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Sibling Theories, Fraternal Twins: What Darwinian Evolution and the Multiverse Have in Common


At Quanta Magazine, a well-reported article by Jennifer Ouellette is a reminder of how arguments for the multiverse are built by stacking conjecture upon conjecture upon conjecture ("Multiverse Collisions May Dot the Sky"). Cosmologists Hiranya Peiris and Matt Johnson seek evidence in patterns in the cosmic microwave background (CMB) for past collisions of bubble universes with our own. They think there may be as many as four such patterns identifiable in the CMB. But it all depends...

Let the multiplication of wishful speculations begin. Some of those are alluded to below, indicated in bold:

Without some means of gathering experimental evidence, the multiverse hypothesis will be untestable by definition. As such, it will lurk on the fringes of respectable physics -- hence the strong interest in detecting bubble collision signatures in the CMB.

Of course, "just because these bubble collisions can leave a signature doesn't mean they do leave a signature," Peiris emphasized. "We need nature to be kind to us." An observable signal could be a rare find, given how quickly space expanded during inflation. The collisions may not have been rare, but subsequent inflation "tends to dilute away the effects of the collision just like it dilutes away all other prior 'structure' in the early universe, leaving you with a small chance of seeing a signal in the CMB sky," Peiris said.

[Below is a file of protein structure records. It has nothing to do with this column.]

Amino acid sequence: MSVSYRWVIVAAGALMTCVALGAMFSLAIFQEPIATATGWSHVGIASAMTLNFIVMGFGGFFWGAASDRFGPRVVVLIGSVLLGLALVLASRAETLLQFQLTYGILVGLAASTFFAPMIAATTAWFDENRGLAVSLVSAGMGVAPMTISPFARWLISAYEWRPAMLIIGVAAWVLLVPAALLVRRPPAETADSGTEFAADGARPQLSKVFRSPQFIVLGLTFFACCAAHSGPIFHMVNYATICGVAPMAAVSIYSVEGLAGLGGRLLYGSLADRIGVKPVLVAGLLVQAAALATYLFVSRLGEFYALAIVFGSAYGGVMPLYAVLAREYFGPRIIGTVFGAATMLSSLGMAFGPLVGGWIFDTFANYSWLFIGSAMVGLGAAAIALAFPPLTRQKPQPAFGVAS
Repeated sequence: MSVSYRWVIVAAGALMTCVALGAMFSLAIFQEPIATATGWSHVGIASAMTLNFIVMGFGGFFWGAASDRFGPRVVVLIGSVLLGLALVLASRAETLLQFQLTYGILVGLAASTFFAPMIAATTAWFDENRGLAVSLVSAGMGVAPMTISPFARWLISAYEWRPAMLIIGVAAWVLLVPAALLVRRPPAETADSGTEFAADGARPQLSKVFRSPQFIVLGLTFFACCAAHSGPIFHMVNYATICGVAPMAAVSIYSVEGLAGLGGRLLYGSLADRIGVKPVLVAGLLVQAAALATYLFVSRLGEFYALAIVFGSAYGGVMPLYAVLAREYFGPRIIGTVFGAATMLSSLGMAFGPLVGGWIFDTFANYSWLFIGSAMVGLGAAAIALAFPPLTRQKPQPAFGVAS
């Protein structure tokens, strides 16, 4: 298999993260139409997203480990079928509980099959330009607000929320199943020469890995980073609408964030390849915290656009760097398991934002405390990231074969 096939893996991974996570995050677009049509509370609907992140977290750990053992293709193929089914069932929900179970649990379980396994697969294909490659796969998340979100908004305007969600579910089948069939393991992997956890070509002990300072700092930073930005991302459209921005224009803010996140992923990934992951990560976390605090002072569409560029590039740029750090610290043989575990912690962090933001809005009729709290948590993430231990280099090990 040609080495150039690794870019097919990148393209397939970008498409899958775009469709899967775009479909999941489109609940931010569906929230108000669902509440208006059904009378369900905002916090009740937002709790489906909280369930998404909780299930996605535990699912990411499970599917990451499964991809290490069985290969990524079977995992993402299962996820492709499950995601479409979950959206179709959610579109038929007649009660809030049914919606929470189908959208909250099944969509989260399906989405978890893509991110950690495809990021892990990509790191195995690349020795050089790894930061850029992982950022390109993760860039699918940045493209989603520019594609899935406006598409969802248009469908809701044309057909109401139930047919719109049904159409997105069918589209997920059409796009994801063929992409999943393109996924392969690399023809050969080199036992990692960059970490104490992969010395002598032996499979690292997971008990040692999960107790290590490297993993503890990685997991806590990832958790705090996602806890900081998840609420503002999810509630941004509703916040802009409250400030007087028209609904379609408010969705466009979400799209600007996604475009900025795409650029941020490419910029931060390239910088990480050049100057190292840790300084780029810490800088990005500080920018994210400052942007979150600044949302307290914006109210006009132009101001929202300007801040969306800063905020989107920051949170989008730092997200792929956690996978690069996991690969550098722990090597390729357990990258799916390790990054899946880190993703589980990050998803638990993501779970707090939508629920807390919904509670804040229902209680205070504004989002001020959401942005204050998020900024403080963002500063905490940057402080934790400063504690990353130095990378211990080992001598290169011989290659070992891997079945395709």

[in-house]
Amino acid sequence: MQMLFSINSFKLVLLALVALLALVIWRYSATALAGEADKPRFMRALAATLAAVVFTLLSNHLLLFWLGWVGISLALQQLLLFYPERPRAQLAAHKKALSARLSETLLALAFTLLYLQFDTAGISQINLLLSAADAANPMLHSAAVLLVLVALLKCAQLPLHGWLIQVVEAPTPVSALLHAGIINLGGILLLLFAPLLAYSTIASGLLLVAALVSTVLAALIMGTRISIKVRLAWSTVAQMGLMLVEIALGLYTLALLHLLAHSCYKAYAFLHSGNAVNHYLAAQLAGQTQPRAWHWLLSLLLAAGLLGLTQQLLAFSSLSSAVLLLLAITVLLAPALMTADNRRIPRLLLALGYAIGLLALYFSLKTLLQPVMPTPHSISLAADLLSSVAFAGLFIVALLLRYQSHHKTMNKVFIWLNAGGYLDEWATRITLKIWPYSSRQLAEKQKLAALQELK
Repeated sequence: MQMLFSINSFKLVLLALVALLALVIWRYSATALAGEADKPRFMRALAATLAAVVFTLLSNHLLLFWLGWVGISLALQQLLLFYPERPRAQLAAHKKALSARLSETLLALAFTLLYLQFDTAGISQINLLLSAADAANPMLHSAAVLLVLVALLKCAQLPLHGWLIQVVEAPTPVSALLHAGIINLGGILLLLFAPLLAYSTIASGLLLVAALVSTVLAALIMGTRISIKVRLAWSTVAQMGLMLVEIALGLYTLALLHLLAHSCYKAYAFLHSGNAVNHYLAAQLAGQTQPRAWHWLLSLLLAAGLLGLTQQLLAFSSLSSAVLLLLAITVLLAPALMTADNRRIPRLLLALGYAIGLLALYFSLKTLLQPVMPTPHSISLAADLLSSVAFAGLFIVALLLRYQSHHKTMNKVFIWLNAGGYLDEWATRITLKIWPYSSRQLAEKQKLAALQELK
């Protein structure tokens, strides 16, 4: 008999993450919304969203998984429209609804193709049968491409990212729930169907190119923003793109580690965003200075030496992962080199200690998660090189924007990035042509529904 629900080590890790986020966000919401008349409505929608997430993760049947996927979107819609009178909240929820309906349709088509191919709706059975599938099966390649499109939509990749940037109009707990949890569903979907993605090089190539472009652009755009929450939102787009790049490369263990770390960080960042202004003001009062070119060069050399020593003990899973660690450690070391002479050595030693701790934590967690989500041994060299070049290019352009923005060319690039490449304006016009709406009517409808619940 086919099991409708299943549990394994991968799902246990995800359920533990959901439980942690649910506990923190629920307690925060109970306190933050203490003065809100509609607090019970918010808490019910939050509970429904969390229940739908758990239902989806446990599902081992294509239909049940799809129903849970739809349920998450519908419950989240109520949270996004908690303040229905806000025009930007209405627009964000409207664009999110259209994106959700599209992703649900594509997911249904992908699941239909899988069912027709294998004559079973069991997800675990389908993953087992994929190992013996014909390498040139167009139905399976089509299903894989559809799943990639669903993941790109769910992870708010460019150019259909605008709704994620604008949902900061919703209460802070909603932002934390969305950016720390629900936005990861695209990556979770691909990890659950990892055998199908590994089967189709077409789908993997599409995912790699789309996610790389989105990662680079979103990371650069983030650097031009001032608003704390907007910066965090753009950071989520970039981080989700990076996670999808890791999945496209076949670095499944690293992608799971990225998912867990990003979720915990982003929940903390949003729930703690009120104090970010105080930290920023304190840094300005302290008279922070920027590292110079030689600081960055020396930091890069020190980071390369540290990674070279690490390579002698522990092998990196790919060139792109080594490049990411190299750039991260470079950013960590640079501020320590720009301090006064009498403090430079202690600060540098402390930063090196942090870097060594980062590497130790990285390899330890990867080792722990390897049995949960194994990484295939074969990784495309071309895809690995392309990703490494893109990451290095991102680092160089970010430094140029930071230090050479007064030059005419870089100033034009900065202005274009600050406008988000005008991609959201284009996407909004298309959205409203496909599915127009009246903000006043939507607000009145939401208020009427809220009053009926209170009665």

"My own feeling is you need to adjust the numbers rather finely to get it to work," [Columbia University physicist Erick] Weinberg said. The rate of formation of the bubble universes is key. If they had formed slowly, collisions would not have been possible because space would have expanded and driven the bubbles apart long before any collision could take place. Alternatively, if the bubbles had formed too quickly, they would have merged before space could expand sufficiently to form disconnected pockets. Somewhere in between is the Goldilocks rate, the "just right" rate at which the bubbles would have had to form for a collision to be possible.

Researchers also worry about finding a false positive. Even if such a collision did happen and evidence was imprinted on the CMB, spotting the telltale pattern would not necessarily constitute evidence of a multiverse. "You can get an effect and say it will be consistent with the calculated predictions for these [bubble] collisions," Weinberg said. "But it might well be consistent with lots of other things." For instance, a distorted CMB might be evidence of theoretical entities called cosmic strings. These are like the cracks that form in the ice when a lake freezes over, except here the ice is the fabric of space-time. Magnetic monopoles are another hypothetical defect that could affect the CMB, as could knots or twists in space-time called textures.

Weinberg isn't sure it would even be possible to tell the difference between these different possibilities, especially because many models of eternal inflation exist. Without knowing the precise details of the theory, trying to make a positive identification of the multiverse would be like trying to distinguish between the composition of two meteorites that hit the roof of a house solely by the sound of the impacts, without knowing how the house is constructed and with what materials.